African Union Systems disrupted by cyber attack
Beginning with March 3, The African Union (AU) experienced a massive cyberattack, resulting in the suspension of its systems and affecting over 200 devices. The attack, which began on March 3, 2023, led to an emergency shutdown of the entire campus network. While cloud-based data remains secure, staff have been unable to access it. Based on the latest information, AU management and stakeholders are still collaborating to restore all services, with some applications already being operational. The cause of the incident, whether an external attack or an internal breakdown, remains unclear.
US Cyber Command concludes its deployment in Albania in regard to countering Iranian cyber attacks
In response to the Iranian cyberattacks against Albania last year, the U.S. Cyber Command recently concluded a three-month mission to help the country assess the damaged cyberinfrastructure and strengthen Albanian cybersecurity. This first-of-its-kind collaboration between the U.S. and Albania offered valuable insights to both nations in improving their cyber defences. Following the attacks, the U.S. government has further sanctioned Iran and has vowed to continue supporting Albania in boosting its cyber security capabilities.
Despite growing bug bounty programs, commercial exploit markets continue trading spyware
2022 marks another consecutive year that Google has been stepping up its bug bounty programs, or Vulnerability Reward Programs (VRPs). Thanks to these programs, security researchers who discover a vulnerability in a Google product (such as Android or Chrome) can report them directly to Google in order to receive a bounty. These may range from a few thousand to hundreds of thousands of dollars. While rewarding hackers for legally reporting the vulnerabilities is a useful way of turning them away from dark web markets, the latter continue to attract many. In this commercial spyware industry, 0-day and n-day exploits are being traded for large amounts of money, yet potentially to malicious actors, using them to spy on political opposition, repress activists, etc. Among recent campaigns monitored by Google Threat Analysis Group (TAG) are spyware exploit chains against Samsung Internet Browser, and iOS and Android exploit chains delivered via bit.ly links sent over SMS.
Cybercrime forum suspected leader arrested
The FBI recently arrested a New York man on suspicion of running the notorious BreachForums (or Breached), a popular English-language cybercrime forum widely considered a reincarnation of RaidForums, which was infiltrated and dismantled in 2022 by the FBI. The forum’s administrator “Pompompurin” has been a thorn in the side of the FBI for years. Shortly after his arrest, another user named “Baphomet” offered to take over and administer the forum but rapidly gave up after discovering one of Breached’s CDN servers had been accessed by law enforcement. The forum is now offline, even though it is expected a new alternative will resurface under a different name. Indeed, these kind of underground forums and marketplace provide an outlet for threat actors to coordinate, exchange information, data leaks, and trade off-the-shelves malware and tools.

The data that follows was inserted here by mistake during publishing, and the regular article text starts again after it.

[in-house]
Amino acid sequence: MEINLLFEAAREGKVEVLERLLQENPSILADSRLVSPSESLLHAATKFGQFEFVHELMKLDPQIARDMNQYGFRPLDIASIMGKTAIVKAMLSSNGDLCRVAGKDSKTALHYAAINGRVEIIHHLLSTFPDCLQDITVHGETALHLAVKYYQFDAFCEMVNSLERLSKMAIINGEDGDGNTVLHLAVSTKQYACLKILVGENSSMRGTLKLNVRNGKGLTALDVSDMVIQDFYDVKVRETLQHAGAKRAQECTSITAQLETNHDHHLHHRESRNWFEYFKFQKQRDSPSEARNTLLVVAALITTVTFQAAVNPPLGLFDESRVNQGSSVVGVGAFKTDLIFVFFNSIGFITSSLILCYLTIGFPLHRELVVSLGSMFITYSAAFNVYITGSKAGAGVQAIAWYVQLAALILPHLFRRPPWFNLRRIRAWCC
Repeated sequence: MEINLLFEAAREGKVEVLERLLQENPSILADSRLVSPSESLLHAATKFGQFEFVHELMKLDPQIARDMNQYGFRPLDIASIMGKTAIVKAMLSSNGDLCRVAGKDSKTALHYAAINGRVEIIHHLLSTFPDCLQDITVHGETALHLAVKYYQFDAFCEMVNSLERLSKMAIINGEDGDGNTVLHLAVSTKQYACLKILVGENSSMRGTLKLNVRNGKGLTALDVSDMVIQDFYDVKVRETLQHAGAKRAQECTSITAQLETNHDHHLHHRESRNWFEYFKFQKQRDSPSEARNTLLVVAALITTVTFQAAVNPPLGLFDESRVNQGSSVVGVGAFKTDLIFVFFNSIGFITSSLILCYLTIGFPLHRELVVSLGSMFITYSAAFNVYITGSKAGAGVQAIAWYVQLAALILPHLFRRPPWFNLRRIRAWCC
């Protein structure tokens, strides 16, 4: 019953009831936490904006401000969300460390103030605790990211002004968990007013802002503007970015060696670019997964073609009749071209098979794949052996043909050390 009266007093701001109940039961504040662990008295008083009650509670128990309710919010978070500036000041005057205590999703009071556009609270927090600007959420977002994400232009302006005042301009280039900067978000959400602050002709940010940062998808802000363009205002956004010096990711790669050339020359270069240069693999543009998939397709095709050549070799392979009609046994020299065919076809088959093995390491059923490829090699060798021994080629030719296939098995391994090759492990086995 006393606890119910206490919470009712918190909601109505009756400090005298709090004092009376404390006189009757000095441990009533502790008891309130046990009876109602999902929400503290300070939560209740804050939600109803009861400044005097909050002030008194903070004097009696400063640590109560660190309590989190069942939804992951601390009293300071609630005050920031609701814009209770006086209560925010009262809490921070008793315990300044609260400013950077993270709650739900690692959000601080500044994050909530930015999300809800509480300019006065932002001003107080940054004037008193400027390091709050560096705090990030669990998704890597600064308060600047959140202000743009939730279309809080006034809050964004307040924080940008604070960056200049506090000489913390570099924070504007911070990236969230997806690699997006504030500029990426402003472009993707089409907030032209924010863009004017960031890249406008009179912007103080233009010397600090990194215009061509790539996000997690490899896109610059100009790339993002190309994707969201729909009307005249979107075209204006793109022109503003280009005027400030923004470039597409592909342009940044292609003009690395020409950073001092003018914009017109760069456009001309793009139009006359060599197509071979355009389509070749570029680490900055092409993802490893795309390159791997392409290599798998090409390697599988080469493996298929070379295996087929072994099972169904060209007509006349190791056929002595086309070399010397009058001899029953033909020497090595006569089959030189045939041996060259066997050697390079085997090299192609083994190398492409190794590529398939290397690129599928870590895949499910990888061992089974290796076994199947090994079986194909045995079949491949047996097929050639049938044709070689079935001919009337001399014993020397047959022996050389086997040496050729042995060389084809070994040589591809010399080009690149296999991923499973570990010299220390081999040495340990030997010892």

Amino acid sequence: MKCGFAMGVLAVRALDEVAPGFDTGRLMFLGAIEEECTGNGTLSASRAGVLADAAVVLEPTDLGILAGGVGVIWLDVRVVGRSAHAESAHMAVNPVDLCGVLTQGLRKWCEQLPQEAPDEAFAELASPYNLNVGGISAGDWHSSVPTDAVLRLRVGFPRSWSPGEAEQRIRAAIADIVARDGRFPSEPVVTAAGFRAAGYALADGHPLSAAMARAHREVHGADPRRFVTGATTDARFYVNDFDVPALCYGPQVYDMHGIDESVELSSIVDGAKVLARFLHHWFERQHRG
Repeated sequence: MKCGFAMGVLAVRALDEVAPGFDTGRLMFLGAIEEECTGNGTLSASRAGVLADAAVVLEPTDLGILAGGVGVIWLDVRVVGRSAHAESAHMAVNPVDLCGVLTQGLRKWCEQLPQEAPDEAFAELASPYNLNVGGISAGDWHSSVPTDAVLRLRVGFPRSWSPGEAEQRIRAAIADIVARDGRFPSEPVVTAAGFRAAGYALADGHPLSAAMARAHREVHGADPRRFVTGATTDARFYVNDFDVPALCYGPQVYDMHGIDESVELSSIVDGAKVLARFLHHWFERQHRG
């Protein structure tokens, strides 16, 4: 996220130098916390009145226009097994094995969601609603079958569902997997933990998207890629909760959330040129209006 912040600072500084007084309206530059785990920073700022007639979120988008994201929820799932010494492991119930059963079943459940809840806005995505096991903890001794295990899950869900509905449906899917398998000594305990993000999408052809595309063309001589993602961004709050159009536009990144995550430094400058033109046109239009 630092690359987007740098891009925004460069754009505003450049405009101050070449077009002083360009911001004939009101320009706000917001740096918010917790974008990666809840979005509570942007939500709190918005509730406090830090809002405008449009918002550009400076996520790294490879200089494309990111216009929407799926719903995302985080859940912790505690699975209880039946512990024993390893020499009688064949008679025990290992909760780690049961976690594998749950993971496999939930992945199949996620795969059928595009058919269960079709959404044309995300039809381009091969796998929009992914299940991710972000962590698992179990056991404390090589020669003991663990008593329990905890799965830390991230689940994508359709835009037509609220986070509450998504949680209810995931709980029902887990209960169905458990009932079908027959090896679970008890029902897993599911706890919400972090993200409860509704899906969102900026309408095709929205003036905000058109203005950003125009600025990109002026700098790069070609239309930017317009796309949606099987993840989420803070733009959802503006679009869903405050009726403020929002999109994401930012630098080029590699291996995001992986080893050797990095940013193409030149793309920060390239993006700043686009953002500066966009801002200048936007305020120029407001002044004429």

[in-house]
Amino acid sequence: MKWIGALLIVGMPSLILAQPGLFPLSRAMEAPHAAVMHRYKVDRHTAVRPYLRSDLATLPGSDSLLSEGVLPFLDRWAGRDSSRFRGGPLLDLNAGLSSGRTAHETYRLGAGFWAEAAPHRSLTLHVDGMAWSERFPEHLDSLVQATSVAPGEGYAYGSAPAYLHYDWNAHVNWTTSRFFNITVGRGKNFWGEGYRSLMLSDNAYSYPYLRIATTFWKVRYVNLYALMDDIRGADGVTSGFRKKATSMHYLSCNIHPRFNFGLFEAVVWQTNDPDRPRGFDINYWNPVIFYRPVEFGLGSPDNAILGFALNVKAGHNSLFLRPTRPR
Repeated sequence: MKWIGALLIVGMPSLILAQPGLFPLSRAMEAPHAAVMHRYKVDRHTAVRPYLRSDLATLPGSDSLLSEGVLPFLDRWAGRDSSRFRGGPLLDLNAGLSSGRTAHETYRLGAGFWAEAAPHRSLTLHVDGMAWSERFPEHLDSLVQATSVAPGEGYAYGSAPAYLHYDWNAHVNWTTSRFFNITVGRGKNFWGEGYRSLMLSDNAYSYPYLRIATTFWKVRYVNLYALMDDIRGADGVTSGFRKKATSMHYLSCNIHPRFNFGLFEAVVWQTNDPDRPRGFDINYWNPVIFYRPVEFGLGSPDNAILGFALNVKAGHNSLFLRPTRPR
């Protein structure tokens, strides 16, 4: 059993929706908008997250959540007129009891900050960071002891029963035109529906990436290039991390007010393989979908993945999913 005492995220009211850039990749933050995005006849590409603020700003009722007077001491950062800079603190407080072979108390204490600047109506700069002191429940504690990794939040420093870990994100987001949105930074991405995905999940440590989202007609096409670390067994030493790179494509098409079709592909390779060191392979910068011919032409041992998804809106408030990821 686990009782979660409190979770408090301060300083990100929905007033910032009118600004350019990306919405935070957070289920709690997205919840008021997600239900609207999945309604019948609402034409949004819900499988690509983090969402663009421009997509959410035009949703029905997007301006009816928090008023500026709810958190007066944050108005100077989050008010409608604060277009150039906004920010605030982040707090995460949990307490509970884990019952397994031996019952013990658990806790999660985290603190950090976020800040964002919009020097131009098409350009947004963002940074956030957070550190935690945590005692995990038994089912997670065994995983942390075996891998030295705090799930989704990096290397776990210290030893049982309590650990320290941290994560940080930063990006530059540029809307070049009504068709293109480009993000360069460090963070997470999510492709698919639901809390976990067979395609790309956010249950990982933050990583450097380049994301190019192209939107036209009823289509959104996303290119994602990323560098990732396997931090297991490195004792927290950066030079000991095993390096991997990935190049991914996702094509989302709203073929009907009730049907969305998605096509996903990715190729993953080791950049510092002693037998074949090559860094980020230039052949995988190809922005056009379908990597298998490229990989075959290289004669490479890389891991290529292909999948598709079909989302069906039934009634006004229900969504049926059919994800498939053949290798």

A North Korean threat actor APT43 finally exposed
After over four years of monitoring its activity, Mandiant uncovered a North Korean hacking group named APT43. The CTI firm “assesses with moderate confidence” that the threat actor is related to the North Korean intelligence agency RGB, showing proof of subordination to a higher chain of command and links to other North Korean APTs such as the Lazarus Group. Its main field of action is cyberespionage, notably against US government, diplomatic and think tank entities. Financially-driven cybercrime is used to fund these activities, notably through cryptocurrency theft.
27 zero-day vulnerabilities discoverd in a bug bounty contest where hackers won over $1 million in total prizes
A bug bounty competition, Pwn2Own Vancouver 2023 has enabled hacker contestants to win more than 1 million dollars (and a Tesla). The contestants were able to escalate privileges and found 27 zero-day vulnerabilities on mainstream softwares such as Windows 11, Microsoft Teams, Oracle VirtualBox or macOS. The companies then have 90 days to release security fixes before a public disclosure.
The White House released an Executive Order that restricts the use and the export of commercial spyware
The White House issued an Executive Order that restricts the use and export of commercial spyware. The United States is fighting against digital authoritarianism by reducing the risk that these disruptive technologies will be used for malicious purposes. The EO did not hamper the ability of the American agencie to take advantage of these tools, but it prohibited their use when foreign manufacturers were involved in cases of human rights violations or targeted surveillance.